The gym ceilings are high in the school space but the basketball hoops are set very low to accommodate all the children in wheelchairs. Even our smallest member, little Amit, can reach the rim. "You are the Iking of Israeli basketball." I tell her. "No," she replies, "I, I-Queen!." This witty, verbal response from a child whose parents were bemoaning her lack of interest and ability in English. Since our arrival, her interest in English has grown keen and this use of language points to an understanding her parents thought she did not have.
This is our last show together--- at least of this tour. Like all last shows, it is bittersweet. We have accomplished so much and in so little time. I am incredibly proud of all these amazing young people and so thankful for this whole opportunity. What an honor to be part of it.
The school presents us with a certificate that thanks us for sharing our talents and gifts with the children and says something about the feeling of the day lasting forever. It will indeed.
We go to the old city of Jaffa to shop and have lunch. The kids split up into groups that have nothing to do with nationality or religion. There are a couple of incidents with shopkeepers that seem to be against the Arab children but the children‘s solidarity makes these slights of no consequence.
Final gifts and souvenirs are bought. We laugh over lunch and enjoy each others purchases. Renaldo gets the kefia he has been wanting and looks good in. Rianna and Shaina get bellydancing outfits.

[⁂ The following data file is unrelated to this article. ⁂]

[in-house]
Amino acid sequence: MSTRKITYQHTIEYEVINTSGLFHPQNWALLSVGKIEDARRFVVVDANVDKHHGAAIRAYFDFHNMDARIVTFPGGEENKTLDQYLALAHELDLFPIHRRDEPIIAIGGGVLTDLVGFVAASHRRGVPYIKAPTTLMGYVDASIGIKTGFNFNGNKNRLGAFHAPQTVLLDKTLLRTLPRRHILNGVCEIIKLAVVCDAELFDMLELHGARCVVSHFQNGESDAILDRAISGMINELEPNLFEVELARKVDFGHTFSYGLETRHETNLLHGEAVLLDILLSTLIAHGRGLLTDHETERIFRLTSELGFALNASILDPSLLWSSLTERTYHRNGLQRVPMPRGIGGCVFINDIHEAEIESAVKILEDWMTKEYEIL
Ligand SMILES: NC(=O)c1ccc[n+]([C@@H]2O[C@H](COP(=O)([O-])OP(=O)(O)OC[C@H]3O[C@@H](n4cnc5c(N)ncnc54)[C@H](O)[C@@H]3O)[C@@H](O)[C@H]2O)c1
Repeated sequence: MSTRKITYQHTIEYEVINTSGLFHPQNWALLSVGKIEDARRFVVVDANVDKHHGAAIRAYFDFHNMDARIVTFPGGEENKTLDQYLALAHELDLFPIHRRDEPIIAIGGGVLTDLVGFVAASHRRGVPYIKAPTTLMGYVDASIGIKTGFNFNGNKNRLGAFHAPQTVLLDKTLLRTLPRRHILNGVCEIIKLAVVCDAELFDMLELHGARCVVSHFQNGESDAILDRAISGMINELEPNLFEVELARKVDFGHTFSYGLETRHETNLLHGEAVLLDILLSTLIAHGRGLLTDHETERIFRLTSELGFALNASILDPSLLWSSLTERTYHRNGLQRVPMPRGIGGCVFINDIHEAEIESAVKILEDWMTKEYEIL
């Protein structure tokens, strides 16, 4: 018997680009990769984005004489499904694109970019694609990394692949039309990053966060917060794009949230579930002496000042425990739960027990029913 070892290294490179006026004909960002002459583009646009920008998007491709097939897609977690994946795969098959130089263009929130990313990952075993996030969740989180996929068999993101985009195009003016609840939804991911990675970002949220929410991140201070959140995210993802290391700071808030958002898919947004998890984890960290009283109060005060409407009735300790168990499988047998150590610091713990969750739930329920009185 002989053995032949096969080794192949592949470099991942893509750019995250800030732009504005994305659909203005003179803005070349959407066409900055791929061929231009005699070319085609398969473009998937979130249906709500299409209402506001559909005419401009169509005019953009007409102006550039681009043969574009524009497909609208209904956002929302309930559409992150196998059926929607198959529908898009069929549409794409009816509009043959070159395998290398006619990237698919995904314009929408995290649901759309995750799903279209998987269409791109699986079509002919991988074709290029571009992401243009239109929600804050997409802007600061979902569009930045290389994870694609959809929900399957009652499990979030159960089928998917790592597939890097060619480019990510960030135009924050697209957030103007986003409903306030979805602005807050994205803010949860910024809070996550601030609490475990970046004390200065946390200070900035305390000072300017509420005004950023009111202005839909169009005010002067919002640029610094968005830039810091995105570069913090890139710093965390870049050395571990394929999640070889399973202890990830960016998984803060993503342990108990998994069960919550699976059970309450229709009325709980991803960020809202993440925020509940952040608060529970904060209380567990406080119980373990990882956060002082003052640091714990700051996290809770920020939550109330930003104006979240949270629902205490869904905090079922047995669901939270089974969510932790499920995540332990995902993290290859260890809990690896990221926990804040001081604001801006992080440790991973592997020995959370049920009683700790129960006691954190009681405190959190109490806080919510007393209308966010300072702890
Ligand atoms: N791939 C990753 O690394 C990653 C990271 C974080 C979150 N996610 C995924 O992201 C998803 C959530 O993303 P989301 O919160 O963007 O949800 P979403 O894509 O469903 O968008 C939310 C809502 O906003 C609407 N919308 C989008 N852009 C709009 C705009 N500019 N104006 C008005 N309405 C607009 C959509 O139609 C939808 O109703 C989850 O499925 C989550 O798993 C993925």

We get back on our bus. The name on the bus is "Future Lines". When we get back to the Green Village, we take a group photo in front of the bus. If only this could be the future (and, of course, it can be!). I that is possible that these very children will be instrumental in making such a future.
The young people go to pack and the adults meet to discuss a show we will do for the kids on this last night together. The plan is to set up some chairs to look like a bus and then have the adults act out the different kids and the kids will need to guess who is being portrayed.
It is interesting what is suggested as the defining characteristics of each of the students. Also, interesting is the fact that these traits can be ascribed to at least one person from either group. Will you be able to tell this one just by how he takes his circus bow? Is this person’s telling the others what to do helpful or bossy? Is the child who won’t eat anything Iking or Amit?
The skit is a great success and most are guessed and appreciated by all. including the person being spoofed. The grand finale is Rabbi Marc’s rapping portrayal of Iking.
The show is followed by the kids’ extemporaneous attempts at portraying some of the adults. Then there are speeches. Both Renaldo and Iking express their gratitude and appreciation, as do others. There are gifts. St. Louis Arch key rings for all the Israelis, Galilee wine and mint plants for me and Michael, the brand new Galilee Arches’ t-shirt for all. We know there are also some private gift-giving exchanges amongst the kids. They present us iwwth astanding ladder--- a prop Michael has been searching for. Each of the boys in the fire act gets a staff.
The Israeli kids need to have a meeting. They have been invited to perform on a live TV show and must decide which acts to do. The American kids finish packing. How can this be the end? There is talk already about the Galilee Circus kids coming to America next summer. Next year is the 60th anniversary of the founding of Israel. Perfect.
The kids congregate in each others rooms and on the benches outside. I don’t think anyone gets a full night’s sleep. We all want to get our fill of each other and know this will be our last chance for a while.